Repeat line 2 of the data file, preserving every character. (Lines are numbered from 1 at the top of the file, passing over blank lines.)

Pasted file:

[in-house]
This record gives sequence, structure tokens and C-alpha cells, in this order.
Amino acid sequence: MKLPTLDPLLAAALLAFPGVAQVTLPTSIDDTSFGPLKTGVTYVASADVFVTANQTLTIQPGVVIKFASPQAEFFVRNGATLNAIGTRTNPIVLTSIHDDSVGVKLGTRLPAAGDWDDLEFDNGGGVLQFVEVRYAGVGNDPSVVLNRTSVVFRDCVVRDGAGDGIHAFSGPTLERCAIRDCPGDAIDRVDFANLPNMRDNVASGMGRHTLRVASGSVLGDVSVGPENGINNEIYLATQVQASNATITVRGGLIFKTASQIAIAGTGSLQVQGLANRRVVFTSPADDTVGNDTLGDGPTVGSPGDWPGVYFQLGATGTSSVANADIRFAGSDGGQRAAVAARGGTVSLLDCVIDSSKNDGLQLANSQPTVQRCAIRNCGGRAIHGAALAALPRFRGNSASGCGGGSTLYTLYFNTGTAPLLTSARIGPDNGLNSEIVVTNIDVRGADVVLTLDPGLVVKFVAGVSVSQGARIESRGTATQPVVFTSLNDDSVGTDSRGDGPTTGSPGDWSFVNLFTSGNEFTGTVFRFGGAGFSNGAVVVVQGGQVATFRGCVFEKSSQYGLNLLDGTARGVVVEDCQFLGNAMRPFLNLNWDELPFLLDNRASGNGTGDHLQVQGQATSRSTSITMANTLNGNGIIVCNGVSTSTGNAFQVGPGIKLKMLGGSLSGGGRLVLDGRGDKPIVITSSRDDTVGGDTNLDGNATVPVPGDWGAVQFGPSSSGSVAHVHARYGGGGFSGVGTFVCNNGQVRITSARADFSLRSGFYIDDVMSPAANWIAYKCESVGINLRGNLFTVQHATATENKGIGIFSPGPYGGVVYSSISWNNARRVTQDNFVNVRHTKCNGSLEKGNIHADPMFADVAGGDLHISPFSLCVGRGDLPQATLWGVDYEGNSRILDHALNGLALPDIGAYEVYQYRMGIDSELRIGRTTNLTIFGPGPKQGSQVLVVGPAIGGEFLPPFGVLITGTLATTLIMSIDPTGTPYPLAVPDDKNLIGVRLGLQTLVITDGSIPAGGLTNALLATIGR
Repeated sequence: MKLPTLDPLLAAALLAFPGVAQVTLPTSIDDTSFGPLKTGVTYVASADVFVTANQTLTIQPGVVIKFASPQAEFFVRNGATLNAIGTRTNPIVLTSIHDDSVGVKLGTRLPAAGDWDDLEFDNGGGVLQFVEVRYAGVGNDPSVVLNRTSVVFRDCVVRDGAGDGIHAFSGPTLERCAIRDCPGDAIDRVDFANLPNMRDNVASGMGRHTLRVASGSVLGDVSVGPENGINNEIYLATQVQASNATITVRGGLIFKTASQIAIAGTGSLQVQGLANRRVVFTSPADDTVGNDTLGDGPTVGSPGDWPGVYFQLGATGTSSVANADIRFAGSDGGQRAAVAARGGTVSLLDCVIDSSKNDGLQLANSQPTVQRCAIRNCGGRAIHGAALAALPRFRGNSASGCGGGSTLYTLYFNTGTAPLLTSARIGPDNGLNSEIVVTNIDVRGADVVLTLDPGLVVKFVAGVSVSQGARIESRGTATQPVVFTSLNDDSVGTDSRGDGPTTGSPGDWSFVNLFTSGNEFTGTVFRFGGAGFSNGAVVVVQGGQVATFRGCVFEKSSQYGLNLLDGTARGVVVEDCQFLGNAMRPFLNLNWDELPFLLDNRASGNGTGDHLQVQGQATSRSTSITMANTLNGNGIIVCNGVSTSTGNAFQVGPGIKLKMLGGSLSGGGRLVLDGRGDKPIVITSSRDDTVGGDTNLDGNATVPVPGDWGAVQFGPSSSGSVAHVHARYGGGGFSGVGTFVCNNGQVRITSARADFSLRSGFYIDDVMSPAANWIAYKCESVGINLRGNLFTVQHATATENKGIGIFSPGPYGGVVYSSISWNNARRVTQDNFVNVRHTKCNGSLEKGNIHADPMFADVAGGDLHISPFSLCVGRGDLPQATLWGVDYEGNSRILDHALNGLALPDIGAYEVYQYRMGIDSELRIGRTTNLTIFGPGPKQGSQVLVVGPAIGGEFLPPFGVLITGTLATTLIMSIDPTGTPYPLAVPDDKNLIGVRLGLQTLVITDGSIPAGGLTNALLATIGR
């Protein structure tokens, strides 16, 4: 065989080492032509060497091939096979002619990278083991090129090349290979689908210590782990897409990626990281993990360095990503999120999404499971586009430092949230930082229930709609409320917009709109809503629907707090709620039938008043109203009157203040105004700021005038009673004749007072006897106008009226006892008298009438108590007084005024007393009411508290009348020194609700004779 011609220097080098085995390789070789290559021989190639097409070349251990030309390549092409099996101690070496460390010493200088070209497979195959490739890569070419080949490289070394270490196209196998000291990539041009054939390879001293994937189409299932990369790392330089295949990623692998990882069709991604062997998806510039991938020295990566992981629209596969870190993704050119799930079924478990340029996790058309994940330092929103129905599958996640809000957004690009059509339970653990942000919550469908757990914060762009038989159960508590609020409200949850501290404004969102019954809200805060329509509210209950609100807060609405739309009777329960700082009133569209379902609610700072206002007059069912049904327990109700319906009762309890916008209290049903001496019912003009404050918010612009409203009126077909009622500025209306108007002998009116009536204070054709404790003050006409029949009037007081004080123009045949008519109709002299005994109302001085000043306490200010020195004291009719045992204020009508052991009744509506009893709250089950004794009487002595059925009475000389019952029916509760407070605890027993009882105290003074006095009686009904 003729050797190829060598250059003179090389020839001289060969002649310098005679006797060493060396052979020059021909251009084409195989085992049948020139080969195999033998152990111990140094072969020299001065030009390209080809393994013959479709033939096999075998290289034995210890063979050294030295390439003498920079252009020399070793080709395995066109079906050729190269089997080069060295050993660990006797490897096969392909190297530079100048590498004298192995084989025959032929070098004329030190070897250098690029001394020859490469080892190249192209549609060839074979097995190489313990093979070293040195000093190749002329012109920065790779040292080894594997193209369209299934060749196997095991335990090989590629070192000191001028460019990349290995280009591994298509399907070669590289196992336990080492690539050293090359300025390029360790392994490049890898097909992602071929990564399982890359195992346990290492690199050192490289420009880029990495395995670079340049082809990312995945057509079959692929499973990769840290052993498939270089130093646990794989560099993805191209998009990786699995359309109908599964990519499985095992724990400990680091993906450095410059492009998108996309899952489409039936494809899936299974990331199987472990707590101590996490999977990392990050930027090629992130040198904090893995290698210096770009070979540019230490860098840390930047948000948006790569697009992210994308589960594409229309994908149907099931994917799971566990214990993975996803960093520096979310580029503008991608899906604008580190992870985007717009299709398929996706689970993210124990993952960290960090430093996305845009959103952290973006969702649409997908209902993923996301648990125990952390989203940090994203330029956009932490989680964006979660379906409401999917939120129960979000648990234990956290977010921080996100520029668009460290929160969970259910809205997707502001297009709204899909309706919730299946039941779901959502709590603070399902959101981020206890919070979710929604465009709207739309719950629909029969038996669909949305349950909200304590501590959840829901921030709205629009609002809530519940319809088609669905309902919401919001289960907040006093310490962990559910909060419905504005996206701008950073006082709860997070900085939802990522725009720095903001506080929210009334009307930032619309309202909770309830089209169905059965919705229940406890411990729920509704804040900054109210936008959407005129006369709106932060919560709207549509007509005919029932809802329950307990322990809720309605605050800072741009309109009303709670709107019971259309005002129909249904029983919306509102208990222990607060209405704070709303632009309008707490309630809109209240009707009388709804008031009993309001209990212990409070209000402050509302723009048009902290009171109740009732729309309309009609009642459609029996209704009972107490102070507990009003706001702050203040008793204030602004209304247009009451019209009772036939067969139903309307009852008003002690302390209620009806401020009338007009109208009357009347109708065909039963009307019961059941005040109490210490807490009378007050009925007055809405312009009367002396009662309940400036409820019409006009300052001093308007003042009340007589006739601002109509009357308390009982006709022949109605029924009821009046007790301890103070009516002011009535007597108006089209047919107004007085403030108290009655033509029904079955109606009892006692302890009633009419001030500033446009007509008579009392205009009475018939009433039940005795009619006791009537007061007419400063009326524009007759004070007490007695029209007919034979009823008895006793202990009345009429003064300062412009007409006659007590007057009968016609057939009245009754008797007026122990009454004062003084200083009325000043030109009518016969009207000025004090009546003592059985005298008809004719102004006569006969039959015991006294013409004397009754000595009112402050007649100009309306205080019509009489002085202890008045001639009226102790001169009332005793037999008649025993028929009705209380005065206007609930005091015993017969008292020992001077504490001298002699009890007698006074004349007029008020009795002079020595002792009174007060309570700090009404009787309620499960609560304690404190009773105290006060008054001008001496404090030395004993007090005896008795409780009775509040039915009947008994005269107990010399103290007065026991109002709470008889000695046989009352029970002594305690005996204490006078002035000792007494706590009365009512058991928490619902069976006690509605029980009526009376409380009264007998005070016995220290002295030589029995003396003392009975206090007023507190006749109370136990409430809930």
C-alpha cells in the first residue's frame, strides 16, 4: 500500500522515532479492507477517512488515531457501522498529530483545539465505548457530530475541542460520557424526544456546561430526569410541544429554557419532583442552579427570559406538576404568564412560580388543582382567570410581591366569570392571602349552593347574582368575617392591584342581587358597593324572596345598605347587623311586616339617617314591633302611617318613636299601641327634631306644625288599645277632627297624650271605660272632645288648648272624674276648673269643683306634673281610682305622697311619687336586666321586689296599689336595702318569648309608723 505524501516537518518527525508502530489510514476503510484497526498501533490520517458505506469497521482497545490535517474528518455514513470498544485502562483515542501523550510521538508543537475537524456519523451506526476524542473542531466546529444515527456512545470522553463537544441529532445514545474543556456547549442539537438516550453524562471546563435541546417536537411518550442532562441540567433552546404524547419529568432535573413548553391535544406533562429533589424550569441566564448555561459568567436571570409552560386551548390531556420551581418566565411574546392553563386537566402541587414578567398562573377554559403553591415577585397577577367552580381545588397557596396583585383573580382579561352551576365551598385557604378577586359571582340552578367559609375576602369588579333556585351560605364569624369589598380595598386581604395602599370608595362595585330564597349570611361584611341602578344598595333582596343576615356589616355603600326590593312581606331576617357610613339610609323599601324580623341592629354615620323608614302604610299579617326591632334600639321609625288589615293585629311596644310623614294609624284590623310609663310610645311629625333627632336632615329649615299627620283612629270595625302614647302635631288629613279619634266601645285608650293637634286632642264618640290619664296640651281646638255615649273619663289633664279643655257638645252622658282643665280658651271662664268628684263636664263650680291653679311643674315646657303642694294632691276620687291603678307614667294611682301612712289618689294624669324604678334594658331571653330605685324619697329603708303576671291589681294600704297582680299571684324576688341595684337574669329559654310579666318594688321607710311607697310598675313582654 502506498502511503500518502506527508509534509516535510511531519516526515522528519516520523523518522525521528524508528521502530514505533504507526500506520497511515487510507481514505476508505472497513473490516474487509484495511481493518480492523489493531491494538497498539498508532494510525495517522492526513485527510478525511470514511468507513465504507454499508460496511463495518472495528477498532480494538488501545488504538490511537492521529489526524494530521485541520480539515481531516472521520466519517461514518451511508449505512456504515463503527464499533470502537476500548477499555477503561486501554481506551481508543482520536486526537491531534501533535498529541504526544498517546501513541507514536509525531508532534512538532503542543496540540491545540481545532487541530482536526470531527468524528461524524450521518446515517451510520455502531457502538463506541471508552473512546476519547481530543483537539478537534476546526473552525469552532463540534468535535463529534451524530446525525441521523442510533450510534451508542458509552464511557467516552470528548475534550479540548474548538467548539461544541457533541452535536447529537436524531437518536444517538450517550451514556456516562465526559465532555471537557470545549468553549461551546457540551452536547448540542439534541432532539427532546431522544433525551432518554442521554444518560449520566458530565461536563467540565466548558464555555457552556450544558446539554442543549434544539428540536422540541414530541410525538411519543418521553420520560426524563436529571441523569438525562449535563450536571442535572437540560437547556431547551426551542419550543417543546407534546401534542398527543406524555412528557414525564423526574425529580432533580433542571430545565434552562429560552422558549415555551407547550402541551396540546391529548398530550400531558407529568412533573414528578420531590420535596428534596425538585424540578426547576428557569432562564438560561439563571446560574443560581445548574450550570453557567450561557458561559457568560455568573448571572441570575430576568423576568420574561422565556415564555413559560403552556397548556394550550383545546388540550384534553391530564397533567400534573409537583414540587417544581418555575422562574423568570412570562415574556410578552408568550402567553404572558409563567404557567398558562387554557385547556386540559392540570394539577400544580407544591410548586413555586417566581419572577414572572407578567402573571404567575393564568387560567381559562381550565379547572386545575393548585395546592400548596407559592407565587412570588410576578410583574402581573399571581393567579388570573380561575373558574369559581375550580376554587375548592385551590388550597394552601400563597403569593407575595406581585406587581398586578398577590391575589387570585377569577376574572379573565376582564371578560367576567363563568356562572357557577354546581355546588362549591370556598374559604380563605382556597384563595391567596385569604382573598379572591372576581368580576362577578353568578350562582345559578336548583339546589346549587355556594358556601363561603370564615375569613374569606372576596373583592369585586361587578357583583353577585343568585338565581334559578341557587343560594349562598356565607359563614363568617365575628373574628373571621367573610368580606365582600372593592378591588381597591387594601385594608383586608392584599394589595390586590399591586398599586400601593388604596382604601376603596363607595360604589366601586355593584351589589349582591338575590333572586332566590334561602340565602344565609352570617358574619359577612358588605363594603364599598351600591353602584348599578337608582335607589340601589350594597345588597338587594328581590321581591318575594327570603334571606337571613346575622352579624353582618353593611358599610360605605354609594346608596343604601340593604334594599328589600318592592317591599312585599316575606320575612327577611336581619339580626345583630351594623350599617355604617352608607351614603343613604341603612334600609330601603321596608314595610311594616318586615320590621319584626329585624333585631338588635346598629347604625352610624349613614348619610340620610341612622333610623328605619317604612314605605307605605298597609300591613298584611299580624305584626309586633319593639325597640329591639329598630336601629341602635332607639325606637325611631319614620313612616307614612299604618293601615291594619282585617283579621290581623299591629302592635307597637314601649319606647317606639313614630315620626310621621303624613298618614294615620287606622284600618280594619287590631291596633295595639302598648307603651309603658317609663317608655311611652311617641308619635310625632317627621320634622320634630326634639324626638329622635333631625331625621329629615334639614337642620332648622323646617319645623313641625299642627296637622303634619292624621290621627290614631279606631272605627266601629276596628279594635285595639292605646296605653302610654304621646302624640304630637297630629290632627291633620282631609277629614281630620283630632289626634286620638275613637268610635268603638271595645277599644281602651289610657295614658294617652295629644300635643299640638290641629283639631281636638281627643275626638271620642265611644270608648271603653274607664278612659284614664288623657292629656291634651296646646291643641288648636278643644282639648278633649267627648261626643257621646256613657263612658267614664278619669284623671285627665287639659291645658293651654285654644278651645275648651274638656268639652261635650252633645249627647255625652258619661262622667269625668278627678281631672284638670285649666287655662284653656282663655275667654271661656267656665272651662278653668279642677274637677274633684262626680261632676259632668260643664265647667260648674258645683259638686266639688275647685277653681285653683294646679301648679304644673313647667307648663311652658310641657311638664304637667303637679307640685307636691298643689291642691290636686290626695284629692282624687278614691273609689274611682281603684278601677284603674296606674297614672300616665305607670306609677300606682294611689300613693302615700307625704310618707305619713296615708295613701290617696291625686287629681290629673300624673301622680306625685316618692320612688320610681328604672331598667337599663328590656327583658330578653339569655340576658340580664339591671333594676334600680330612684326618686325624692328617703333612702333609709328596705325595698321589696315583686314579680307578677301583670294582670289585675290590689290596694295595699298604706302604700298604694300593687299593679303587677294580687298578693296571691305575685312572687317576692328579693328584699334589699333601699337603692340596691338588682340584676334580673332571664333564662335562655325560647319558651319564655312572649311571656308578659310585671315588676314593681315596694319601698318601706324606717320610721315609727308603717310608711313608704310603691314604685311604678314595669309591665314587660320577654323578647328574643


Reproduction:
This record gives sequence, structure tokens and C-alpha cells, in this order.